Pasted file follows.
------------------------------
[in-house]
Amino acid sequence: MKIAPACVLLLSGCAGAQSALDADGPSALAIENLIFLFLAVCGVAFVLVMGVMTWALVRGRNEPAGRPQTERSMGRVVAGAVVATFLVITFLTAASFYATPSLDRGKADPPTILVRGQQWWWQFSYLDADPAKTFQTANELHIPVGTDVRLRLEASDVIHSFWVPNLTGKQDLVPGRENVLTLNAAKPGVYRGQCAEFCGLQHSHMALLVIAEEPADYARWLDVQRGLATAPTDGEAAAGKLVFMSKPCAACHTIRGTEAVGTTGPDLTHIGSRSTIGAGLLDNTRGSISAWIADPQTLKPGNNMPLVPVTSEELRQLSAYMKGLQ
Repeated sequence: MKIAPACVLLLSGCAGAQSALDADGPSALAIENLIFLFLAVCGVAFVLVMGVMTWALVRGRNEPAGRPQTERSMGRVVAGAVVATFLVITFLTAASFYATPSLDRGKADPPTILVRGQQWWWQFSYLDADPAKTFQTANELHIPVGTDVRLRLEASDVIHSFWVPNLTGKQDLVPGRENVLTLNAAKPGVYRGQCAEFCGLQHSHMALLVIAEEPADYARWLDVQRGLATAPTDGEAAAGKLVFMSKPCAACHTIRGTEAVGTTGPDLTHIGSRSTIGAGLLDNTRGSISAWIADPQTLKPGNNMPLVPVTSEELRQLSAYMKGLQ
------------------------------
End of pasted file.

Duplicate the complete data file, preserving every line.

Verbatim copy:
[in-house]
Amino acid sequence: MKIAPACVLLLSGCAGAQSALDADGPSALAIENLIFLFLAVCGVAFVLVMGVMTWALVRGRNEPAGRPQTERSMGRVVAGAVVATFLVITFLTAASFYATPSLDRGKADPPTILVRGQQWWWQFSYLDADPAKTFQTANELHIPVGTDVRLRLEASDVIHSFWVPNLTGKQDLVPGRENVLTLNAAKPGVYRGQCAEFCGLQHSHMALLVIAEEPADYARWLDVQRGLATAPTDGEAAAGKLVFMSKPCAACHTIRGTEAVGTTGPDLTHIGSRSTIGAGLLDNTRGSISAWIADPQTLKPGNNMPLVPVTSEELRQLSAYMKGLQ
Repeated sequence: MKIAPACVLLLSGCAGAQSALDADGPSALAIENLIFLFLAVCGVAFVLVMGVMTWALVRGRNEPAGRPQTERSMGRVVAGAVVATFLVITFLTAASFYATPSLDRGKADPPTILVRGQQWWWQFSYLDADPAKTFQTANELHIPVGTDVRLRLEASDVIHSFWVPNLTGKQDLVPGRENVLTLNAAKPGVYRGQCAEFCGLQHSHMALLVIAEEPADYARWLDVQRGLATAPTDGEAAAGKLVFMSKPCAACHTIRGTEAVGTTGPDLTHIGSRSTIGAGLLDNTRGSISAWIADPQTLKPGNNMPLVPVTSEELRQLSAYMKGLQ